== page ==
By Freya Berry
LONDON, March 3 Private equity funds face
increasing deal-making competition in 2014, Bain & Company
consultants said on Monday, with a record $1 trillion cash pile
adding to the pressure to find strong investments.
While surging equity markets helped private equity funds to
cash out on their investments in 2013, high asset prices have
also forced down the number of buyouts by 11 percent as funds
struggled to identify bargains, according to the Bain Global
Private Equity Report 2014.
Many companies opted for flotations over private equity to
capitalise on favourable conditions, Bain said.
But investors are still pouring money into the industry,
whose undeployed capital, or "dry powder", rose 12 percent last
year to a record $1 trillion, higher than levels before the
Buyout firms alone raised $191 billion in capital in 2013,
89 percent more than in 2012, thanks largely to the closing of
nine mega-funds including Apollo's Fund VIII, the
largest buyout fund since the financial crisis.
And although much of the cash mountain is fresh capital,
easing time pressure on funds to put it to use, firms are
struggling to find suitable targets.
Both the number and value of buyouts in the United States
fell by just over a fifth in 2013, Bain said, after excluding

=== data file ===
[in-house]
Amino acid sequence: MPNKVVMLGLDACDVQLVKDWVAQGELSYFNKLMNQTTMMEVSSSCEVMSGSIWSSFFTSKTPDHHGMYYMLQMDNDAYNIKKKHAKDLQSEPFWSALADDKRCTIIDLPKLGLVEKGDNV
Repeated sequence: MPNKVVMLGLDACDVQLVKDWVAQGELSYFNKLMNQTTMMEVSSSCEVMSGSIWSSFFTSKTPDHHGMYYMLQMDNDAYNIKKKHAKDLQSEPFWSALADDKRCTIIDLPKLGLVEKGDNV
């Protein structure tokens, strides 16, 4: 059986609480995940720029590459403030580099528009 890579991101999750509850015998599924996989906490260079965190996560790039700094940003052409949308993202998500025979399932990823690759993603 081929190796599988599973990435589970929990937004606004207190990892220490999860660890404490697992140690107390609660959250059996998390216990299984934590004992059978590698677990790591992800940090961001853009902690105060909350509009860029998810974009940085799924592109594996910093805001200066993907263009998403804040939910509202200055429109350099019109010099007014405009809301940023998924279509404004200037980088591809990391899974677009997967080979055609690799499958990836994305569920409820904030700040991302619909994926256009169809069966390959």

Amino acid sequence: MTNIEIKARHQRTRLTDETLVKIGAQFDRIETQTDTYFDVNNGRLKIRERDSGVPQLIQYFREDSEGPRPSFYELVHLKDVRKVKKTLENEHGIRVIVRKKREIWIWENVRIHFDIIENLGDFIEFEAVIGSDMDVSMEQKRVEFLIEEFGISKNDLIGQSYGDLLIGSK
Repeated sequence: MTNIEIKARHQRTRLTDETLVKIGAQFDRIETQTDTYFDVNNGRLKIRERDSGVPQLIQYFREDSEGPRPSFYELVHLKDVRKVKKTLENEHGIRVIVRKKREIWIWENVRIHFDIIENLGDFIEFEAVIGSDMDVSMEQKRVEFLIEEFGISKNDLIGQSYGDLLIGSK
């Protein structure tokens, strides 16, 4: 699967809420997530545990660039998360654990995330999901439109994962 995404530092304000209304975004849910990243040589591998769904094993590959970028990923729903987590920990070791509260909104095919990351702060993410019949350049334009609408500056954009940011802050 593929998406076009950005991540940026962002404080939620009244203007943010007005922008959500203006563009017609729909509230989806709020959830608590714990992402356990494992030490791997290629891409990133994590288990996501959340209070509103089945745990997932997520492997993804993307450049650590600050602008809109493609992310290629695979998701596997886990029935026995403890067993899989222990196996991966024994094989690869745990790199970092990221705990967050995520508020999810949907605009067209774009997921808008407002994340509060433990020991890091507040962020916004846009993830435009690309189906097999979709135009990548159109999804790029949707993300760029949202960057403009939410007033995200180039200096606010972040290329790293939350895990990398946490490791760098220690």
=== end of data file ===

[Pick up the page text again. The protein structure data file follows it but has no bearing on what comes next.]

the disproportionate influence of the mega-privatisations of
Dell and Heinz, to an overall tune of $48.6 billion.
European deals rose by over a third in value, and fell 6
percent in number. Asian deals fell by 2 percent in value but
rose by 8 percent in number.
Funds instead turned to selling their investments in order
to post gains, with many assets acquired during the mid-decade
boom years of the 2000s ripe for exits. The number of initial
public offerings (IPOs) made by private equity companies rose by
a compound annualised rate of two-thirds in 2013, although a
"The bright outlook on the exit front is a welcome sign for
PE funds," said Graham Elton, head of Bain's Private Equity
Practice in Europe, the Middle East and Africa.
"But the snake swallowed an elephant - and it takes a long
time for the elephant to be cleared through the system."
DR DRE AND CROCS THE FUTURE?
Faced with a dearth of traditional deals, funds are becoming
increasingly inventive, Bain said, highlighting a trend of
minority control stakes and partnerships.
Both Carlyle and Blackstone, the number two
and three private equity firms by capital according to Private
Equity International, took up minority stakes last year, with
Blackstone investing $200 million in footwear company Crocs.
Carlyle paid $500 million for a minority share in Beats
Electronics, the headphones firm co-founded by U.S. rapper Dr
Its 2007 fund has invested 15 percent of its $13.7 billion
in unconventional transactions, while its preceding 2004 fund
has no such investments.
Funds may also look more closely at smaller deals. In the
United States, 15 percent of companies with an enterprise value
of over $500 million are owned by private equity firms, against
just 3 percent of companies valued at less than $100 million.